Wunderpus markings allow identification of individual specimens


A recently described octopus has such distinctive markings that individual specimens can be identified from photographs, allowing the species to be monitored in the wild.

The study, which was based on Wunderpus photogenicus, a species that was described in 2006, was undertaken by an international team of cephalopod researchers and has just been published in the journal PLoS One.

It showed that adult W. photogenicus had a unique arrangement of fixed white markings on the dorsal mantle, allowing individual specimens to be identified. The markings are not believed to be sexual characteristics, artifacts of mantle distortion or ontogenetic shifts that change as the octopuses mature.

The study said: "While body patterns are known to become more complex throughout the life of an octopus to our knowledge fixed skin components are not known to change location or expand significantly into one another in adulthood, as would be necessary to impact our results.

"Volunteers consistently matched multiple images of an individual W. photogenicus taken up to 10.5 weeks apart. Untrained observers were able to differentiate individual W. photogenicus based on photographed body patterns. Given the accuracy with which these volunteers matched individual W. photogenicus, researchers should have no problem pre-screening participants and finding skilled people to help monitor collections of images."

Wunderpus markingsThe examinations focused on the dorsal mantle area, which allowed the easiest comparison of spot patterns, and is easiest to photograph.

The scientists wrote: "As in other animals, body patterns in octopuses are constrained by fixed skin anatomy. Although their intensity and texture can vary considerably based on individual expression, the location of skin componenets and the range of pigments appear to be species specific.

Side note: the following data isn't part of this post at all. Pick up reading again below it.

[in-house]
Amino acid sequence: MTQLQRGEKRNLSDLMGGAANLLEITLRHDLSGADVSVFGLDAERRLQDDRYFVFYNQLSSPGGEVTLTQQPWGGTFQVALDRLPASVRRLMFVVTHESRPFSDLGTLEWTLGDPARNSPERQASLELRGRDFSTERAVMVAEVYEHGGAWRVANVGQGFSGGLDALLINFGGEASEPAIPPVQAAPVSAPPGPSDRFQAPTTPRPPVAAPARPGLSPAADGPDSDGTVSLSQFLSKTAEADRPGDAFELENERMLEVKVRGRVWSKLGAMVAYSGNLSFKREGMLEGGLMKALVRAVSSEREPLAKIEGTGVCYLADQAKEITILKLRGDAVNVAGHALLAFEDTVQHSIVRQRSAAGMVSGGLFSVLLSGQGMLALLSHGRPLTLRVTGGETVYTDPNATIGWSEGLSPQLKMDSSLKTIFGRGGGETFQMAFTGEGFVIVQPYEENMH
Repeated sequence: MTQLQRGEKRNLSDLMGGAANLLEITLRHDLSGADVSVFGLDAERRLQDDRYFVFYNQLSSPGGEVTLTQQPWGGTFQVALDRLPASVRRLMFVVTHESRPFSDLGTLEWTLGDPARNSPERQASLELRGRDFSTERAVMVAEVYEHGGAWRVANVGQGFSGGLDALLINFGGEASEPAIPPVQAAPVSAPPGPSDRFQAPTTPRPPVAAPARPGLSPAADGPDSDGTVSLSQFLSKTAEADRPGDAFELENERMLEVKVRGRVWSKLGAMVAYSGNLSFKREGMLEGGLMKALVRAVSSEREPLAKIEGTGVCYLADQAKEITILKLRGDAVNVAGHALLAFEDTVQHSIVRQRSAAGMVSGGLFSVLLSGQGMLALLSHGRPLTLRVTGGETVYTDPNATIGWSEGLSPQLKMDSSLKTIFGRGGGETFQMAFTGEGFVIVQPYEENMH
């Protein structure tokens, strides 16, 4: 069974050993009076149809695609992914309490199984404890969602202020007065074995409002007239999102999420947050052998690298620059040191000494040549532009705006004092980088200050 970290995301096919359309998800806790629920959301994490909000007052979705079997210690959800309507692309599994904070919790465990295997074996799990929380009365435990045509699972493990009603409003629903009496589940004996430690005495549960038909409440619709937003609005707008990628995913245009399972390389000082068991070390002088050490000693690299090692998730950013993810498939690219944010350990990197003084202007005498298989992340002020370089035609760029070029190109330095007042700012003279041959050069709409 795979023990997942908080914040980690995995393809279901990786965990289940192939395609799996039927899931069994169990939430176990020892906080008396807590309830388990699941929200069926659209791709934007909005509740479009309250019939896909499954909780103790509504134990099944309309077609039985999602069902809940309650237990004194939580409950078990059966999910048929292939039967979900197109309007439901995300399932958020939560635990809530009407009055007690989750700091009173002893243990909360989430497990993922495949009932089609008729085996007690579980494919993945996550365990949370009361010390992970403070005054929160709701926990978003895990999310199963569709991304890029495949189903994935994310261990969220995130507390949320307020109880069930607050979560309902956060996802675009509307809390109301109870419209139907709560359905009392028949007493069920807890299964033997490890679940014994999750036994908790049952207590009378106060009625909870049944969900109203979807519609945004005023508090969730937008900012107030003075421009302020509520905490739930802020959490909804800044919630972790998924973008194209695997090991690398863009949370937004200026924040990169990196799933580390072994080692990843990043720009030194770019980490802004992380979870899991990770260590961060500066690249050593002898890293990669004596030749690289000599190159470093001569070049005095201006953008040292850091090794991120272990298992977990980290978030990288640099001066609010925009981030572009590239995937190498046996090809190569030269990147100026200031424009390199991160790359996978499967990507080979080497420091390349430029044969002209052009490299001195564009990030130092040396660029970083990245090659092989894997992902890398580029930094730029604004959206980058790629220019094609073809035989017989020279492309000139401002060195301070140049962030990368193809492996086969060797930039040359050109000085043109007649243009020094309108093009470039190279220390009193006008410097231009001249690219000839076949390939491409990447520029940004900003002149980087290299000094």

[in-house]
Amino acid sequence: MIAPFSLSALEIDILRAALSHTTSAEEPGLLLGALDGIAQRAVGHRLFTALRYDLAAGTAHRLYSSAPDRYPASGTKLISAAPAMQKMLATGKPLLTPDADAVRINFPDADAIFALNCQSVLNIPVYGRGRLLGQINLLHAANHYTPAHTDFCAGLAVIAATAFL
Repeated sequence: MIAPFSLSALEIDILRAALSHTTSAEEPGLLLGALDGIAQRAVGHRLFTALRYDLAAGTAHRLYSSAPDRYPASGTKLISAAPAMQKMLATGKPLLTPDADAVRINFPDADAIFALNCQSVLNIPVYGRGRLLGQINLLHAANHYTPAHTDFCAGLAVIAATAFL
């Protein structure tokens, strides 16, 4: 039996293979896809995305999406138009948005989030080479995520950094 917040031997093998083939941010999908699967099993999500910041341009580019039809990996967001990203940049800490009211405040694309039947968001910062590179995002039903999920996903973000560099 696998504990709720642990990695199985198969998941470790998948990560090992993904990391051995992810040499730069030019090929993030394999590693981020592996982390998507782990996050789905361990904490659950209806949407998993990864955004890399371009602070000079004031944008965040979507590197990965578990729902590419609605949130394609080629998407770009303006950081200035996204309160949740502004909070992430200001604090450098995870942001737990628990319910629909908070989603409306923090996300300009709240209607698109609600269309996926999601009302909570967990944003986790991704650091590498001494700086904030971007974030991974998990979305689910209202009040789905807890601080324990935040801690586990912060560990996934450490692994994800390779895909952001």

"For example the presence or absence of false eyespots, 'dorsal mantle white spots', eye ornamentation, and 'lateral neck dark spots' are among many skin characteristics that greatly facilitate taxonomic identification in this group, particularly when examining photographs of live animals."

The species is commercially important, both to the aquarium trade and to dive tourism and photography, however, it has yet to be monitored in the wild.

WunderpixScientists hope to take advantage of the popularity of the species with underwater photographers to produce collaborative research on the species.

They believe that by examining photographs, scientists will be able to track individuals at popular dive sites and monitor longevity and movement patterns.

A database called Wunderpix has been set up for photographers to contribute Wunderpus images to in order to participate in the project.

For more information see the paper: Huffard CL, Caldwell RL, DeLoach N, Gentry DW, Humann P, MacDonald B, Moore B, Ross R, Uno T, Wong S (2008) - Individually unique body color patterns in octopus (Wunderpus photogenicus) allow for photoidentification. PLoS One, v3(11); 2008. doi: 10.1371/journal.pone.0003732.